Wednesday, 2 April 2014

Questions (190)

Brendan Griffin


190. Deputy Brendan Griffin asked the Minister for Justice and Equality if any phones in Irish prisons are being or have ever been recorded or monitored; and if he will make a statement on the matter. [15678/14]

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Written answers (Question to Justice)

I wish to advise the Deputy that the Irish Prison Service does not record calls made by any prison-based staff or officials based in its headquarters. The Irish Prison Service phone system keeps a log of all landline calls made to and from individual prisons and headquarters but this is a log only, containing data such as the number dialled from, number dialled, date and time of call, and duration.

At present, the Prisoner Phone System records all prisoner calls with the exception of two call channels which are left unrecorded. These are channel 1 which is assigned to the prisoner’s solicitor and channel 99 which is assigned to the Samaritans. The prisoner is fully aware of the fact that they are recorded as his/her consent is given on his/her nomination form which he/she signs shortly after committal. This is in accordance with rule 46 of the Prison Rules, 2007.

On Tuesday 1 April, I was informed of an anomaly whereby 139 prisoners currently in custody had, or previously had, more than one solicitor on the Prisoner Phone System and who had their phone calls to the second solicitor inadvertently recorded as they were outside the restriction parameters that were then in place on the system. This anomaly has potentially been in place since July 2010 when the current Phone System was introduced. Since the introduction of this system, a total of 2,842 calls between a prisoner and a second solicitor have been recorded. 1,749 such calls relate to the 139 prisoners currently in custody who have or who previously had a second solicitor listed on the system.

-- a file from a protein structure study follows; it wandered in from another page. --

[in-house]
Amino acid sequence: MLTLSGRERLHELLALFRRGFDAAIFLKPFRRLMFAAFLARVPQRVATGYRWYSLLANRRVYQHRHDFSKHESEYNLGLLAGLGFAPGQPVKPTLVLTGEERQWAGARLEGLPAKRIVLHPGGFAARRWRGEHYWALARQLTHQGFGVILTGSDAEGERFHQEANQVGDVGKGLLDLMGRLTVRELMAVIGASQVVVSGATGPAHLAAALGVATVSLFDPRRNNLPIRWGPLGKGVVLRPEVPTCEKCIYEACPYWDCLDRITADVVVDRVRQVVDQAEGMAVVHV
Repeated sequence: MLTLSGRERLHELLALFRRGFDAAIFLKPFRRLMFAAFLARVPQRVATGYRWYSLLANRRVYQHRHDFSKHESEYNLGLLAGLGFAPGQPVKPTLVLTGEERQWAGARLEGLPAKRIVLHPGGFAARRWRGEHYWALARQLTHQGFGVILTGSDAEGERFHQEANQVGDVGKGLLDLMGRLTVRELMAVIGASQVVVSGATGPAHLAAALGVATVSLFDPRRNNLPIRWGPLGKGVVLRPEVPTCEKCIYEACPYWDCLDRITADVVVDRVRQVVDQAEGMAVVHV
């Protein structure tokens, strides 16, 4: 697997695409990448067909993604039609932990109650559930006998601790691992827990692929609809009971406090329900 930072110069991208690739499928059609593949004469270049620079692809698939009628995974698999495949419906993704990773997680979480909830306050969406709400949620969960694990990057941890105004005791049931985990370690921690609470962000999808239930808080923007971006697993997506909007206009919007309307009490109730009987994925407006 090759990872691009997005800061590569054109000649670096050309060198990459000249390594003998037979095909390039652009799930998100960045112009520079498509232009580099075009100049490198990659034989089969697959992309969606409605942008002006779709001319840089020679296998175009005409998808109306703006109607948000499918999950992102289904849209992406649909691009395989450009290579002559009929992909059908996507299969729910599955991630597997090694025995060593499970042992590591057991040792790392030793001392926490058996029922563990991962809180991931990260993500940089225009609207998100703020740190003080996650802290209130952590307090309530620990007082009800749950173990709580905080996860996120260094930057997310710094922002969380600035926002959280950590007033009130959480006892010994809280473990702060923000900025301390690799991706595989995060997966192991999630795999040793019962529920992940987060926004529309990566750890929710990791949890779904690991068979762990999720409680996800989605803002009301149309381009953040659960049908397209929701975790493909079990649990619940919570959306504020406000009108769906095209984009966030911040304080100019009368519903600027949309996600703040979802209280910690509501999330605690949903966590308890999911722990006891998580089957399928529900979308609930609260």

In these cases, and with immediate effect, the Irish Prison Service took steps to ensure that all previously recorded calls were made inaccessible to staff members. In addition, action was immediately taken on the Prisoner Telephone System to prevent staff adding multiple solicitors to the system. An interim measure has been put in place to deal with this matter and it is expected that a permanent solution will be in place within a number of weeks.

I can further advise the Deputy that the Irish Prison Service have confirmed that the content of any of the inadvertently recorded phone calls has never been made available to any third party including any member of An Garda Síochána. In order for An Garda Síochána to get copies of any recorded phone conversations by prisoners, they need to firstly make an application at Superintendent level to the Irish Prison Service providing the specific details and reasons that they require same. The Irish Prison Service have categorically stated that they have never approved the provision of a copy of a prisoner’s phone calls to his/her solicitor to An Garda Síochána under any circumstances.

The Irish Prison Service intends to write to the solicitors of the prisoners who are affected to inform them of this situation and to apologise for the inadvertent recording of the calls.

Finally, I have asked the Inspector of Prisons to carry out an urgent independent investigation into all the circumstances surrounding the recording of telephone conversations between prisoners and their solicitors. The Inspector has been asked to carry out his investigation pursuant to section 31 of the Prisons Act, 2007 and to submit his report to me as soon as possible. The Inspector’s report will be published.